Kenneth R. Rosen
is a contributing writer to WIRED, a frequent contributor to The New York Times, and the 'Changing of a Continent' columnist for Inkstick.
He is the author of Troubled: The Failed Promise of America's Behavioral Treatment Programs (Little A, 2021), which The New York Times Book Review called "a searing exposé" and a "public service." Troubled was a Times Editor's Choice, one of Newsweek's most highly anticipated titles of 2021, and was optioned separately as a feature film and a docuseries. Troubled helped launch independent inquiries, by the Government Accountability Office and the Health and Human Services Office of Inspector General, into abuses at congregate care facilities for at-risk youth. His first book, Bulletproof Vest (Bloomsbury, 2020), was named one of the most fascinating books WIRED read that year.
Rosen is a two-time finalist for the Livingston Award in international reporting. Among other honors, he received the Bayeux Calvados-Normandy Award for War Correspondents for his reporting on Iraq in 2018 and was a finalist for his reporting on Syria in 2019.
He has written for the New Yorker, the New York Times Magazine, the Atlantic, and VQR. His work has been translated into Arabic, Spanish, German, and Japanese.
As a foreign correspondent and magazine writer, he has reported from more than 15 countries, along the way receiving generous support from the Mass Cultural Council’s Artist Fellowship program, the Washington Institute for Near East Policy (inaugural journalist-in-residence), the Geneva Centre for Security Policy (Executive-in-Residence), the Alicia Patterson foundation, MacDowell (Calderwood Foundation Art of Nonfiction Grantee), the Banff Centre for Arts and Creativity (Literary Journalist-in-Residence), the Pulitzer Center on Crisis Reporting (Grantee '17, '20), the Fulbright Program, the Schuster Institute for Investigative Journalism, the Fund for American Studies (Robert Novak Fellow), the Steven Joel Sotloff Memorial Foundation, the Harry Frank Guggenheim Foundation with John Jay’s Center on Media, Crime and Justice, the Heinrich Böll Foundation, and the Logan Nonfiction Program at the Carey Institute for Global Good.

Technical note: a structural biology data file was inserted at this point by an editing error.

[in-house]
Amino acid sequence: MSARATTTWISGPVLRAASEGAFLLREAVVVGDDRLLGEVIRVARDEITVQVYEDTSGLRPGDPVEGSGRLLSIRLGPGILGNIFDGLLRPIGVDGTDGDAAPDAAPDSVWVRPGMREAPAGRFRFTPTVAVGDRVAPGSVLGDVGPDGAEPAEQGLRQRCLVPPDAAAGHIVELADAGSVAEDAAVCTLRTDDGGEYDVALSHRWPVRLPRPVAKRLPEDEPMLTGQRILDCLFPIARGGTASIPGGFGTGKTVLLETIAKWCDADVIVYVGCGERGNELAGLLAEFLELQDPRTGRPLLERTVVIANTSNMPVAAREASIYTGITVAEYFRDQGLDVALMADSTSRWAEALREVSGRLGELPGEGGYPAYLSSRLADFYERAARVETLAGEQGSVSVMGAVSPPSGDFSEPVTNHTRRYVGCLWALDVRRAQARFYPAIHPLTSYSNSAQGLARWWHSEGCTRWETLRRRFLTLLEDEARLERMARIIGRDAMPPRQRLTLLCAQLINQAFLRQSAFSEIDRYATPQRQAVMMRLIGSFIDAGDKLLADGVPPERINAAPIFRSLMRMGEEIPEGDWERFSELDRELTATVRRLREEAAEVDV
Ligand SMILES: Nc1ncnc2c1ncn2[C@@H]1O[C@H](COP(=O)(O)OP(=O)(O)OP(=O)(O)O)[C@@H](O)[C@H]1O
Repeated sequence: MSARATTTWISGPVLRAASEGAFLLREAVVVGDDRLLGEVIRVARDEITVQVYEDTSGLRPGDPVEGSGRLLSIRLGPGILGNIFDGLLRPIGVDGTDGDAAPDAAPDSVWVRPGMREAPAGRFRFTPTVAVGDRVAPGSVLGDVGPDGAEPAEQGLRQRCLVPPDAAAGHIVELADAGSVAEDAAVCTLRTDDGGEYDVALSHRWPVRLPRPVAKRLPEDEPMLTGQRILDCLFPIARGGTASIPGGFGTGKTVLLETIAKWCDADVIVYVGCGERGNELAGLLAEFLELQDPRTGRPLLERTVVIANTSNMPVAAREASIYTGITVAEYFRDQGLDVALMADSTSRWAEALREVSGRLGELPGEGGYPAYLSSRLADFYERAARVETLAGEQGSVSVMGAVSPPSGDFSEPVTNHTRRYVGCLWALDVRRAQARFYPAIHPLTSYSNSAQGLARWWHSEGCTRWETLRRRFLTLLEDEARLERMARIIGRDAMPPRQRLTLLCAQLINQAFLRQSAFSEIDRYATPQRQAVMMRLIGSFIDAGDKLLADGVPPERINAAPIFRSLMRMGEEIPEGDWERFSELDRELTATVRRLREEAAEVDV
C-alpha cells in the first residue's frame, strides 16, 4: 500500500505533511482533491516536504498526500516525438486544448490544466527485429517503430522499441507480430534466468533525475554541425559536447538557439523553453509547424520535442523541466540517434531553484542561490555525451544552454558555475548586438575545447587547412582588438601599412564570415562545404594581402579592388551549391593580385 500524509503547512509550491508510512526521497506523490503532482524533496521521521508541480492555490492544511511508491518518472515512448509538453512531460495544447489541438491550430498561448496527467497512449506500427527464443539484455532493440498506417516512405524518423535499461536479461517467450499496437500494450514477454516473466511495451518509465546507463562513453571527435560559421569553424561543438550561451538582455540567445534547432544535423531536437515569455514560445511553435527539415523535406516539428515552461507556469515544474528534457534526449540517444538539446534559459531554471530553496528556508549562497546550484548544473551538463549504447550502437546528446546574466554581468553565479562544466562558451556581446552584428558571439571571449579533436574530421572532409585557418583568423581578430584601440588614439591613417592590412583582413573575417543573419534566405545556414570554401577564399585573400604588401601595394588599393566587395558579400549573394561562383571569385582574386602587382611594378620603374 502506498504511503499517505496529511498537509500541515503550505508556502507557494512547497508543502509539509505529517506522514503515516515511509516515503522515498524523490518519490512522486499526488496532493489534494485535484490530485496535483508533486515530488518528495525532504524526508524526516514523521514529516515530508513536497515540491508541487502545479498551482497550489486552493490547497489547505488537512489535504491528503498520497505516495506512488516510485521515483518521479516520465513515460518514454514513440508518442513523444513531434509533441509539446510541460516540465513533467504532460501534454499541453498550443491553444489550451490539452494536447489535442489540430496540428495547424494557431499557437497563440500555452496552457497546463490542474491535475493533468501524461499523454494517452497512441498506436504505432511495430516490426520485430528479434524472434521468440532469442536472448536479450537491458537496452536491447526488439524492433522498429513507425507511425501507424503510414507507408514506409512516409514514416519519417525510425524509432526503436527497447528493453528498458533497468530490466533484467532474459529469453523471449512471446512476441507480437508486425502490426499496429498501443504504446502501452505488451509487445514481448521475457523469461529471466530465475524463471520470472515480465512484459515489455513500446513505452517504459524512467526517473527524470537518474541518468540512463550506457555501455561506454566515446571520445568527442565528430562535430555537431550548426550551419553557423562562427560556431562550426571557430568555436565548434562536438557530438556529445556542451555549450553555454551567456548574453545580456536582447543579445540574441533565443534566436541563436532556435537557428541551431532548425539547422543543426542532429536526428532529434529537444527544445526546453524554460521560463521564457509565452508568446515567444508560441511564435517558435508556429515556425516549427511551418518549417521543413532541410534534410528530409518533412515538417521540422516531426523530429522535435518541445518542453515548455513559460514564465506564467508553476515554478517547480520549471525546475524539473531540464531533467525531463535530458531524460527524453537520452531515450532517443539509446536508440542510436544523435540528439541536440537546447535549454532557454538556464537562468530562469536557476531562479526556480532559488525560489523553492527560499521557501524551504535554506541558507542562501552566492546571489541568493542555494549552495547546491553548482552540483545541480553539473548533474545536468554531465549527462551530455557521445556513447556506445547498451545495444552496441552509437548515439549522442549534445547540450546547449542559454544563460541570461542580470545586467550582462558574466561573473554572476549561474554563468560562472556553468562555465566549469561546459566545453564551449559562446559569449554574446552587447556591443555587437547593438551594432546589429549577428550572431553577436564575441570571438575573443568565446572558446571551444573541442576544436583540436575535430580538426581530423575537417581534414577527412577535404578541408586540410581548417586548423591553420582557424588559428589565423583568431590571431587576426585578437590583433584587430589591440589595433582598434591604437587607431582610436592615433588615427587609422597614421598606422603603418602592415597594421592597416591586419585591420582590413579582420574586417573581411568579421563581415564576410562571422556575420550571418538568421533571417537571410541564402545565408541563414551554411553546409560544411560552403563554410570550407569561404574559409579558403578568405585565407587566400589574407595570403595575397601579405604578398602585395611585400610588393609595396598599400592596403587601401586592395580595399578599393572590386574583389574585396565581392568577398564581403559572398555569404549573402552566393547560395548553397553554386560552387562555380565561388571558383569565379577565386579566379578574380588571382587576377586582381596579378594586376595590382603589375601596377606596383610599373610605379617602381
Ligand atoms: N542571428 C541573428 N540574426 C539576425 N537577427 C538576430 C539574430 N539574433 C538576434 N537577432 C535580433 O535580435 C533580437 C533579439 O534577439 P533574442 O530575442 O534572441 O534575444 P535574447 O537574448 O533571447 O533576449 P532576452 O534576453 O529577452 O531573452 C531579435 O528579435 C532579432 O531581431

Educated at Columbia University and the Savannah College of Art and Design, he lectured at the University of Massachusetts Boston, held workshops on creative nonfiction for Catapult magazine, and volunteered with "troubled teens" and at-risk youth seeking to return to school and complete their bachelor's degrees. He started in journalism as the layout and graphics editor at a community college in New Jersey, before working his way to editing his college newspaper. Later he reported for local daily newspapers in Alaska and Georgia. He was a staff journalist at The Times for six years, and a senior editor and correspondent at Newsweek for a year before dedicating himself full-time to independent reportage and writing.